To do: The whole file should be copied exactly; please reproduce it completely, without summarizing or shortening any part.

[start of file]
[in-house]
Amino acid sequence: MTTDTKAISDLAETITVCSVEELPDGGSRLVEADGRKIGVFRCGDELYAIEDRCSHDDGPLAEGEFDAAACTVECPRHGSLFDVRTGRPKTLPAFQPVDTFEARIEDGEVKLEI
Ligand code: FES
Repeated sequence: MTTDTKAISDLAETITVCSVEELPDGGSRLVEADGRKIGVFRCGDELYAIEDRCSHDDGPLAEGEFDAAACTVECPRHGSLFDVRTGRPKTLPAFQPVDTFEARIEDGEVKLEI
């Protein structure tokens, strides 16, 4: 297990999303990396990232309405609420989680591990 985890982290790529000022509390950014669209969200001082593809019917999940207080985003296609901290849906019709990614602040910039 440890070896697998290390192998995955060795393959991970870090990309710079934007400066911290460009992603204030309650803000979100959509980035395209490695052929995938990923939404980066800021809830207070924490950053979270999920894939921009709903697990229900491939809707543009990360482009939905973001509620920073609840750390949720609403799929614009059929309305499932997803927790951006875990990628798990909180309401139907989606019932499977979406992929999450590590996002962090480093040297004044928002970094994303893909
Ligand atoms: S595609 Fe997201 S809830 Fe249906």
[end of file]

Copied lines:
[in-house]
Amino acid sequence: MTTDTKAISDLAETITVCSVEELPDGGSRLVEADGRKIGVFRCGDELYAIEDRCSHDDGPLAEGEFDAAACTVECPRHGSLFDVRTGRPKTLPAFQPVDTFEARIEDGEVKLEI
Ligand code: FES
Repeated sequence: MTTDTKAISDLAETITVCSVEELPDGGSRLVEADGRKIGVFRCGDELYAIEDRCSHDDGPLAEGEFDAAACTVECPRHGSLFDVRTGRPKTLPAFQPVDTFEARIEDGEVKLEI
């Protein structure tokens, strides 16, 4: 297990999303990396990232309405609420989680591990 985890982290790529000022509390950014669209969200001082593809019917999940207080985003296609901290849906019709990614602040910039 440890070896697998290390192998995955060795393959991970870090990309710079934007400066911290460009992603204030309650803000979100959509980035395209490695052929995938990923939404980066800021809830207070924490950053979270999920894939921009709903697990229900491939809707543009990360482009939905973001509620920073609840750390949720609403799929614009059929309305499932997803927790951006875990990628798990909180309401139907989606019932499977979406992929999450590590996002962090480093040297004044928002970094994303893909
Ligand atoms: S595609 Fe997201 S809830 Fe249906």